This can make all the difference when you’re separating the wheat from the chaff and looking to stop bad actors from reaching the full KYC/IDV stage.
Here’s the thing with digital footprint analysis: It won’t replace a KYC check. But there are multiple reasons why crypto exchanges such as Xcoins rely on it on a daily basis – and not just for identity verification:
- It can reduce KYC costs by blocking access to bad actors.
- It is completely frictionless as it relies on information the consumer has provided already.
- It can prevent various types of fraud, including account takeovers.
- It can work in tandem with KYC solutions, as an extra defense.
- It reduces overall risk to both the platform and its users.
Let’s look at an example below, using three types of data enrichment.
IP Lookup for Digital Footprint Analysis
By running an IP data enrichment check, we found that the user is connecting via a datacenter proxy, which increased our risk score.
An email check lets us know that the user has a few social media accounts, but not a heavy online presence.
Email Lookup for Digital Footprint Analysis
Based on the email address only, we can see that the user has an online presence.
Even if they are not registered on many social sites, the footprint appears consistent with what we’d expect, with registered accounts on Twitter, Instagram, Facebook, etc.
BIN Lookup for Digital Footprint Analysis
The credit card BIN lookup, however, highlights some potentially troubling information.
Why is it registered in the US when the IP points to Australia? And why did the CVV not work?
Armed with all the information above, we can now get a better picture of who we’re dealing with. This is what we call digital footprint analysis.
And, in this case, you should have reasonable doubts at this stage, and possibly conclude that the user should not go through with a KYC check on your crypto exchange – as it would be a waste of a KYC check or also potentially result in onboarding a fraudster.
Or. at the very least, you should be extra vigilant about the ID details they will give you in the next stages…
3. Manual Checks
Of course, crypto exchanges don’t need to integrate automated KYC software. They can also verify IDs manually against databases.
Unfortunately, there are few advantages to the method, except maybe if you only verify a very low volume of IDs. The accuracy rate doesn’t improve, it’s not scalable, and the pressure on your manual review team will only get worse with time.
4. Blockchain ID Validation
Finally, a fairly new proposition in the world of ID verification is using the power of blockchain technology. There are certainly a number of advantages – in theory at least. Since blockchain tech is at the core of the Web 3.0 ecosystem, it might be an attractive solution for crypto enthusiasts who value their anonymity.
Blockchain IDs have also been shown to deliver excellent results in terms of affordability and efficiency. A study by Finextra, for instance, revealed that HSBC experimented with KYC blockchain successfully in the UAE in 2021.
Blockchain KYC is still new, though – which is one of its major drawbacks. Until the technology is adopted by the masses, you may struggle to find one good service that has enough ID data to validate users from around the world.
And, no matter whether this method works, authorities need to explicitly allow this type of KYC in your locale for you to use it to fulfill your legal obligations.
Why Use SEON’s Digital Footprint Analysis for Crypto KYC?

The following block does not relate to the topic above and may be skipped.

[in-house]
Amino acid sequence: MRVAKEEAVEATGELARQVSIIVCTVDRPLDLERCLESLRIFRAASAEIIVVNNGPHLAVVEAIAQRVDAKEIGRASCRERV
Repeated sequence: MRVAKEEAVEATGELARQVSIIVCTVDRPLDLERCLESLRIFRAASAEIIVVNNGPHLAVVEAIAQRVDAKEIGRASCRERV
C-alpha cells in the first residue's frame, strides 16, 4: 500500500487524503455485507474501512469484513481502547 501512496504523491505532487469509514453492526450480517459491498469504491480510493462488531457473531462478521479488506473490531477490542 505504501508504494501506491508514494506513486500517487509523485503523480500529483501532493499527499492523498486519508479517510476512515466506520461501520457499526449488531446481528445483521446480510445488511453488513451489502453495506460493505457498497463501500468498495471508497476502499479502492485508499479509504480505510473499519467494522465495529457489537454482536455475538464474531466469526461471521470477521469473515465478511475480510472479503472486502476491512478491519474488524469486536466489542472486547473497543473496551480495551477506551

SEON has proven results with crypto exchanges in helping KYC checks and reducing chargebacks due to bad credit card purchases. But when it comes to ID verification, here’s why it works:
- It removes all kinds of friction: It’s all real-time data, which you can gather via API.
- It saves you money: Crucially, it is a pre-filter to block junk users before performing expensive KYC checks. This means you don’t have to waste your money vetting obvious fraudsters.
- It gives you extra intelligence: You can use it to augment your KYC or AML during manual reviews. For instance, even if a user passes the ID verification check, you could still increase your suspicions should they have no social media profiles or hide their connection behind a VPN and emulator – and monitor them more closely.
And that’s before we even mention the flexible 30-day SEON trial and cancel-anytime contracts, designed to let you fight ID fraud however you see fit.
You can give this a try below. Just enter someone’s email address or phone number and you’ll discover their digital footprint and how much it can tell us about whether they are a legitimate customer.
If you would like to find out more about how SEON can streamline your crypto KYC efforts, book a demo today.
SEON offers a complete set of fraud fighting tools that grow with your business
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KYC for Cryptocurrency and Crypto IDV FAQ
Crypto exchanges have to verify IDs and perform KYC checks as a legal requirement. They face hefty fines from authorities if they don’t, regardless of where they are based.
Yes, you can buy crypto without KYC checks by using peer-to-peer marketplaces. Automated market makers (AMMs) also let you exchange crypto without identity verification. So-called bitcoin ATMs also let you buy multiple cryptocurrencies with cash (for a higher fee).
KYC checks, or Know Your Customer, are identity verification steps that finance-related businesses must make in order to avoid government fines. Crypto exchanges are under heavy scrutiny due to the fact that they tend to attract fraudsters, criminals and money laundering.
No, crypto wallets do not need to conduct KYC on their customers. However, crypto exchanges who also provide wallets will need to do KYC, unless they keep the two products entirely separate. What’s more, certain wallet operators may choose to do KYC proactively. As a consumer, you can choose to use a crypto wallet that does not require KYC compliance, or one that does.
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Bence Jendruszák is the Chief Operating Officer and co-founder of SEON. Thanks to his leadership, the company received the biggest Series A in Hungarian history in 2021. Bence is passionate about cybersecurity and its overlap with business success. You can find him leading webinars with industry leaders on topics such as iGaming fraud, identity proofing or machine learning (when he’s not brewing questionable coffee for his colleagues).